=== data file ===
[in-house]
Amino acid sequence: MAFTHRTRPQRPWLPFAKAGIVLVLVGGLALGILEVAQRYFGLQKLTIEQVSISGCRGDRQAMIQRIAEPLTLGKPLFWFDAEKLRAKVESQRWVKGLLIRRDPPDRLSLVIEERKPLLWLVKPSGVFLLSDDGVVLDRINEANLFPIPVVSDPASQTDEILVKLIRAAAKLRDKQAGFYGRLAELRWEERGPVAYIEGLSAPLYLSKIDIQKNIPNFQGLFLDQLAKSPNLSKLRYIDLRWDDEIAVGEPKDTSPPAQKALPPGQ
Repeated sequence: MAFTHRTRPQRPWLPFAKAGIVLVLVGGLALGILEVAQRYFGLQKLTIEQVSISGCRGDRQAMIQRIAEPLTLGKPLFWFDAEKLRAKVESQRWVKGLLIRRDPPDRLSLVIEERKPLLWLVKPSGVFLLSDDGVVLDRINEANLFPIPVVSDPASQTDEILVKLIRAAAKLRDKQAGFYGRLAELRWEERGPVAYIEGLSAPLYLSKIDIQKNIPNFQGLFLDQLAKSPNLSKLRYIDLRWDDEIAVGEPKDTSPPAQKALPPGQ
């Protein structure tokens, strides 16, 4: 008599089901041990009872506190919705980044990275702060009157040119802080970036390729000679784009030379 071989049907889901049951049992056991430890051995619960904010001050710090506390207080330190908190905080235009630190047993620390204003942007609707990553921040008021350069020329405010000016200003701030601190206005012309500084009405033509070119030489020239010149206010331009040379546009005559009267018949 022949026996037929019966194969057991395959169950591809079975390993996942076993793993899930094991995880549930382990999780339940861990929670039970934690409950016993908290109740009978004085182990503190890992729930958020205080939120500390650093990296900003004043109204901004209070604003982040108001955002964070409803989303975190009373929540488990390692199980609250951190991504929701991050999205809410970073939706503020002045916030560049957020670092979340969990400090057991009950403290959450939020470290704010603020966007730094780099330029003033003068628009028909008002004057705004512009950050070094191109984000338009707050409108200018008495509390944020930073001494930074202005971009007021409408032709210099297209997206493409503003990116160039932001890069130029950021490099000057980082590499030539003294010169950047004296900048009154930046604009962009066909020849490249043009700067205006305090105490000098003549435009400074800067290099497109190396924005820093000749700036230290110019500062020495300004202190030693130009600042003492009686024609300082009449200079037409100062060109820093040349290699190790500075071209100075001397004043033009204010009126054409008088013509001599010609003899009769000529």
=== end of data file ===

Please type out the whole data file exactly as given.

[in-house]
Amino acid sequence: MAFTHRTRPQRPWLPFAKAGIVLVLVGGLALGILEVAQRYFGLQKLTIEQVSISGCRGDRQAMIQRIAEPLTLGKPLFWFDAEKLRAKVESQRWVKGLLIRRDPPDRLSLVIEERKPLLWLVKPSGVFLLSDDGVVLDRINEANLFPIPVVSDPASQTDEILVKLIRAAAKLRDKQAGFYGRLAELRWEERGPVAYIEGLSAPLYLSKIDIQKNIPNFQGLFLDQLAKSPNLSKLRYIDLRWDDEIAVGEPKDTSPPAQKALPPGQ
Repeated sequence: MAFTHRTRPQRPWLPFAKAGIVLVLVGGLALGILEVAQRYFGLQKLTIEQVSISGCRGDRQAMIQRIAEPLTLGKPLFWFDAEKLRAKVESQRWVKGLLIRRDPPDRLSLVIEERKPLLWLVKPSGVFLLSDDGVVLDRINEANLFPIPVVSDPASQTDEILVKLIRAAAKLRDKQAGFYGRLAELRWEERGPVAYIEGLSAPLYLSKIDIQKNIPNFQGLFLDQLAKSPNLSKLRYIDLRWDDEIAVGEPKDTSPPAQKALPPGQ
């Protein structure tokens, strides 16, 4: 008599089901041990009872506190919705980044990275702060009157040119802080970036390729000679784009030379 071989049907889901049951049992056991430890051995619960904010001050710090506390207080330190908190905080235009630190047993620390204003942007609707990553921040008021350069020329405010000016200003701030601190206005012309500084009405033509070119030489020239010149206010331009040379546009005559009267018949 022949026996037929019966194969057991395959169950591809079975390993996942076993793993899930094991995880549930382990999780339940861990929670039970934690409950016993908290109740009978004085182990503190890992729930958020205080939120500390650093990296900003004043109204901004209070604003982040108001955002964070409803989303975190009373929540488990390692199980609250951190991504929701991050999205809410970073939706503020002045916030560049957020670092979340969990400090057991009950403290959450939020470290704010603020966007730094780099330029003033003068628009028909008002004057705004512009950050070094191109984000338009707050409108200018008495509390944020930073001494930074202005971009007021409408032709210099297209997206493409503003990116160039932001890069130029950021490099000057980082590499030539003294010169950047004296900048009154930046604009962009066909020849490249043009700067205006305090105490000098003549435009400074800067290099497109190396924005820093000749700036230290110019500062020495300004202190030693130009600042003492009686024609300082009449200079037409100062060109820093040349290699190790500075071209100075001397004043033009204010009126054409008088013509001599010609003899009769000529």